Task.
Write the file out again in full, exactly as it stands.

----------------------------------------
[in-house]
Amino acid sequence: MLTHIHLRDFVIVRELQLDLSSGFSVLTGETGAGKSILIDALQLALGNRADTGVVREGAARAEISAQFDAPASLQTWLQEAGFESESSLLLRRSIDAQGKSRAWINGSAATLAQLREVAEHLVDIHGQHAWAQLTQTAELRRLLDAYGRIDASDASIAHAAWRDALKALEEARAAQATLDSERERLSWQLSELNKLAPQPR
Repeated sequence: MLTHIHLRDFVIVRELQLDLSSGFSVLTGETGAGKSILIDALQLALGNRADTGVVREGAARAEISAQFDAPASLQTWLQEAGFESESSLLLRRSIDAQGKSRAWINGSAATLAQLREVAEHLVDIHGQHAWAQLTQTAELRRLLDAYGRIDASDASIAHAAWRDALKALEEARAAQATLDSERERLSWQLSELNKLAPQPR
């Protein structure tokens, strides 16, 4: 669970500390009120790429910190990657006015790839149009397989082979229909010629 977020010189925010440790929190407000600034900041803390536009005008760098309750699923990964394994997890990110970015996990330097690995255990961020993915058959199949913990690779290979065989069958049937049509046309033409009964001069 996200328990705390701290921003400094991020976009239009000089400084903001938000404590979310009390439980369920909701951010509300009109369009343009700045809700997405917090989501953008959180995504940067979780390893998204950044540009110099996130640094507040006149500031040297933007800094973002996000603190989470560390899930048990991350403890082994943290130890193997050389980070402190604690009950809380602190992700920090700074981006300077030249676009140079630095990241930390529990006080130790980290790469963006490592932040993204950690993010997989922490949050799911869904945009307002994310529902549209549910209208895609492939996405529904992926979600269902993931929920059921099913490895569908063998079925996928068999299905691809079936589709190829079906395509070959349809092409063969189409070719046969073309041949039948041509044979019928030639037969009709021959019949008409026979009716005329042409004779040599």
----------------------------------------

[in-house]
Amino acid sequence: MLTHIHLRDFVIVRELQLDLSSGFSVLTGETGAGKSILIDALQLALGNRADTGVVREGAARAEISAQFDAPASLQTWLQEAGFESESSLLLRRSIDAQGKSRAWINGSAATLAQLREVAEHLVDIHGQHAWAQLTQTAELRRLLDAYGRIDASDASIAHAAWRDALKALEEARAAQATLDSERERLSWQLSELNKLAPQPR
Repeated sequence: MLTHIHLRDFVIVRELQLDLSSGFSVLTGETGAGKSILIDALQLALGNRADTGVVREGAARAEISAQFDAPASLQTWLQEAGFESESSLLLRRSIDAQGKSRAWINGSAATLAQLREVAEHLVDIHGQHAWAQLTQTAELRRLLDAYGRIDASDASIAHAAWRDALKALEEARAAQATLDSERERLSWQLSELNKLAPQPR
């Protein structure tokens, strides 16, 4: 669970500390009120790429910190990657006015790839149009397989082979229909010629 977020010189925010440790929190407000600034900041803390536009005008760098309750699923990964394994997890990110970015996990330097690995255990961020993915058959199949913990690779290979065989069958049937049509046309033409009964001069 996200328990705390701290921003400094991020976009239009000089400084903001938000404590979310009390439980369920909701951010509300009109369009343009700045809700997405917090989501953008959180995504940067979780390893998204950044540009110099996130640094507040006149500031040297933007800094973002996000603190989470560390899930048990991350403890082994943290130890193997050389980070402190604690009950809380602190992700920090700074981006300077030249676009140079630095990241930390529990006080130790980290790469963006490592932040993204950690993010997989922490949050799911869904945009307002994310529902549209549910209208895609492939996405529904992926979600269902993931929920059921099913490895569908063998079925996928068999299905691809079936589709190829079906395509070959349809092409063969189409070719046969073309041949039948041509044979019928030639037969009709021959019949008409026979009716005329042409004779040599």